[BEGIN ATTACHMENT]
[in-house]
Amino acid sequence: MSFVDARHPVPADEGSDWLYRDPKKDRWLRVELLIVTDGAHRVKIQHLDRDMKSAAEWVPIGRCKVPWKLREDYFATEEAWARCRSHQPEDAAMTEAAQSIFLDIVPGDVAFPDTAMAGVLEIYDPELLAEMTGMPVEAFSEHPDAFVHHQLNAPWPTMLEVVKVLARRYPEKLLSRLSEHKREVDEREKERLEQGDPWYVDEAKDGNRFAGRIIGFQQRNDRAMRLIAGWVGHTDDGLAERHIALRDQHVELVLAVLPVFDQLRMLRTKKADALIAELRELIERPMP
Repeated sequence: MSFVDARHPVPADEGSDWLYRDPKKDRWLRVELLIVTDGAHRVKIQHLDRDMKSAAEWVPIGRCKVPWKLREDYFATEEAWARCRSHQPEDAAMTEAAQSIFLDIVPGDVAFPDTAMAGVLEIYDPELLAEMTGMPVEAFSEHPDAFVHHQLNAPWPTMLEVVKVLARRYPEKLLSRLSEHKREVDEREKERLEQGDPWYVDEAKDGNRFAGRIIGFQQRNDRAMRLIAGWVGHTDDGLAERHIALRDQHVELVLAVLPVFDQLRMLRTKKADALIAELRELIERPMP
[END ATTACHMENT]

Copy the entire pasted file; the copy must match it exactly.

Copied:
[in-house]
Amino acid sequence: MSFVDARHPVPADEGSDWLYRDPKKDRWLRVELLIVTDGAHRVKIQHLDRDMKSAAEWVPIGRCKVPWKLREDYFATEEAWARCRSHQPEDAAMTEAAQSIFLDIVPGDVAFPDTAMAGVLEIYDPELLAEMTGMPVEAFSEHPDAFVHHQLNAPWPTMLEVVKVLARRYPEKLLSRLSEHKREVDEREKERLEQGDPWYVDEAKDGNRFAGRIIGFQQRNDRAMRLIAGWVGHTDDGLAERHIALRDQHVELVLAVLPVFDQLRMLRTKKADALIAELRELIERPMP
Repeated sequence: MSFVDARHPVPADEGSDWLYRDPKKDRWLRVELLIVTDGAHRVKIQHLDRDMKSAAEWVPIGRCKVPWKLREDYFATEEAWARCRSHQPEDAAMTEAAQSIFLDIVPGDVAFPDTAMAGVLEIYDPELLAEMTGMPVEAFSEHPDAFVHHQLNAPWPTMLEVVKVLARRYPEKLLSRLSEHKREVDEREKERLEQGDPWYVDEAKDGNRFAGRIIGFQQRNDRAMRLIAGWVGHTDDGLAERHIALRDQHVELVLAVLPVFDQLRMLRTKKADALIAELRELIERPMP